Numerous accounts have recently suggested that to understand the reproductive ecology of any species in order to better protect them, we need to have a holistic view and turn our attention to the non-breeding season. With that in mind, there is an amazing opportunity for collaboration with the Owl Research Institute and their extensive field-based experience.

Dr. JF Therrien (senior research biologist at Hawk Mountain) and Denver Holt (founder and president of the Owl Research Institute) just before releasing a long-eared owl.

Dr. JF Therrien (senior research biologist at Hawk Mountain) and Denver Holt (founder and president of the Owl Research Institute) just before releasing a long-eared owl.

Those few days in Montana confirmed for me that they sure know the ropes of studying owls in the field: before lunch on the very first day, we had already captured and released 5 long-eared owls to assess their pre-breeding condition. We then proceeded to observe a phenomenal amount of great-horned owls (most of them sitting tightly on their nest), as well as short-eared owls flying and displaying territorial behaviors over the grasslands at dusk, among other things.

Research collaborations are an essential part of conservation science. Individuals alone can go a certain way, but with colleagues, we make real change. That is why at Hawk Mountain, we put much value in cooperation, team work, and network building. To learn more about our work with North American owls or any other species of raptors, or if you wish to financially support our research efforts, contact me at therrien@hawkmountain.org.

On the Vulture Chronicles: Vulture Detectives Pt 2

A black vulture tagged by Hawk Mountain named Versace, perched on a barn in the Kempton Valley. Notice her wing tag and antennae of the telemetry unit.

A black vulture tagged by Hawk Mountain named Versace, perched on a barn in the Kempton Valley. Notice her wing tag and antennae of the telemetry unit.

By Adehl Schwaderer, former Conservation Science Trainee
Hawk Mountain Sanctuary

As a Hawk Mountain Conservation Science Trainee, you have the opportunity to be a part of many influential experiences, including counting migrants as they pass North Lookout and educating visitors about the importance of raptor conservation. But the experience that I have learned the most from this autumn was working with my fellow trainee Zoey Greenberg on our black vulture movement ecology project. This blog is part two of our vulture series so be sure to check out part one to gain a complete understanding of our project.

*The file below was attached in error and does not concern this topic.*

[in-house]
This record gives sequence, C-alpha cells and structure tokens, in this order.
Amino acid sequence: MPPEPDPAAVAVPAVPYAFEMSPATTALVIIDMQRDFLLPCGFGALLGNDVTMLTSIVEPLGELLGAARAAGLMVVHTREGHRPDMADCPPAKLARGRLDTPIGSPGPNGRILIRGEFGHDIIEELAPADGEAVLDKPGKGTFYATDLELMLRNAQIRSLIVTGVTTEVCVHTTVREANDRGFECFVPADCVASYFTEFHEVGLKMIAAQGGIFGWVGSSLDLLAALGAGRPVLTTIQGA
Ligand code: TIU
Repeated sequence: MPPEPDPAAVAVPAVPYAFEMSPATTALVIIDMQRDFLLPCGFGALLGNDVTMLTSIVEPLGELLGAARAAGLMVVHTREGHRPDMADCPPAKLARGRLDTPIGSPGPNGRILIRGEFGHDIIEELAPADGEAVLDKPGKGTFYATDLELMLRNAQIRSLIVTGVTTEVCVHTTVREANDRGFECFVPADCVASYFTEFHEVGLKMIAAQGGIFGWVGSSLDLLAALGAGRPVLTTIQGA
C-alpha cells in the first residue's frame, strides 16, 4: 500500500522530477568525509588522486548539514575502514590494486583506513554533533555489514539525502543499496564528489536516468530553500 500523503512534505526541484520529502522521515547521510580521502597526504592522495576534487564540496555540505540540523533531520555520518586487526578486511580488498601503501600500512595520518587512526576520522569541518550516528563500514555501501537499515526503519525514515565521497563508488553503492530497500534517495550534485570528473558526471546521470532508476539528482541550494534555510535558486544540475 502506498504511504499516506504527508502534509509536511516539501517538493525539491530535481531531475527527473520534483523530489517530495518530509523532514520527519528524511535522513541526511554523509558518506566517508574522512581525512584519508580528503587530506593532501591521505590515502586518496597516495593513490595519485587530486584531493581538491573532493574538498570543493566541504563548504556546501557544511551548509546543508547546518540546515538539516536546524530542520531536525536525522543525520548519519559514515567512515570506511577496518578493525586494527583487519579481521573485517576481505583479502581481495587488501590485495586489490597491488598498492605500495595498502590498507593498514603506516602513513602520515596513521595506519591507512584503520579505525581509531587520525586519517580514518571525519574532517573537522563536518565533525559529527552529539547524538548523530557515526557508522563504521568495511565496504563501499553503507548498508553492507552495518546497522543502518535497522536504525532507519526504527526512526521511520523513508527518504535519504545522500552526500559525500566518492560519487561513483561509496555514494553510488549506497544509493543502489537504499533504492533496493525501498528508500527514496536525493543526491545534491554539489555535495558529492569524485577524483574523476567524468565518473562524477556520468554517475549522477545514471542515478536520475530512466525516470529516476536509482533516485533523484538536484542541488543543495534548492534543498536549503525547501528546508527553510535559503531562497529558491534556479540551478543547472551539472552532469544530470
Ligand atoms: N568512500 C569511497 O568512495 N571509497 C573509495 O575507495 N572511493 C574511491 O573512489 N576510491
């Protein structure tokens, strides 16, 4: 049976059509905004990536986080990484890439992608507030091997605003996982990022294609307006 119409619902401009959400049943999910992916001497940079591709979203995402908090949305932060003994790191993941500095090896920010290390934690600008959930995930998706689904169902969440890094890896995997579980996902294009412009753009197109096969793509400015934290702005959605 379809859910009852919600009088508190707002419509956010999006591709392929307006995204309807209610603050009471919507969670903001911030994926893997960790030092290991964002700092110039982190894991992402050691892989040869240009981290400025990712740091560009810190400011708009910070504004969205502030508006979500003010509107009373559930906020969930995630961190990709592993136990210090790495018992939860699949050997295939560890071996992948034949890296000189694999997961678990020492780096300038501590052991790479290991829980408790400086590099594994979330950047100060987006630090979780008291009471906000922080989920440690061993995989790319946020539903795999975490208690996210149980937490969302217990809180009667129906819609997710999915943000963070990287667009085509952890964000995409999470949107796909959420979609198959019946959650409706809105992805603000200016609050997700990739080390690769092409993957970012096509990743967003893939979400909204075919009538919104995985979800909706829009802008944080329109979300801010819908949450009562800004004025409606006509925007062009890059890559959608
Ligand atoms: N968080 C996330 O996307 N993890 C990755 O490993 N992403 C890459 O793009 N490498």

The plan was to locate three black vultures, Versace, Gifford, and Hillary, based on their recent GPS locations and observe what the birds were doing at these locations. To be honest, I wasn’t sure what to expect. I was excited to get started and gain new field experience, but no one had ever attempted groundtruthing with this species before, and it is still a new concept. We accepted this challenge with enthusiasm but were anxious about getting results. In the end we knew that no data would still be valuable information, however who doesn’t want groundbreaking results from their first ever field study?

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Click here to continue reading this blog on The Vulture Chronicles

Click here to read Part 1!

Soaring Opportunities

Kirsten birdwatching in Maricao State Forest

Kirsten birdwatching in Maricao State Forest

By Kirsten Fuller, former education intern
Hawk Mountain Sanctuary

What a whirlwind the past six months of my life have been!  When I arrived at Hawk Mountain Sanctuary back in March, I never expected that my four-month internship would end up being cut in half for what proved to be an amazing adventure.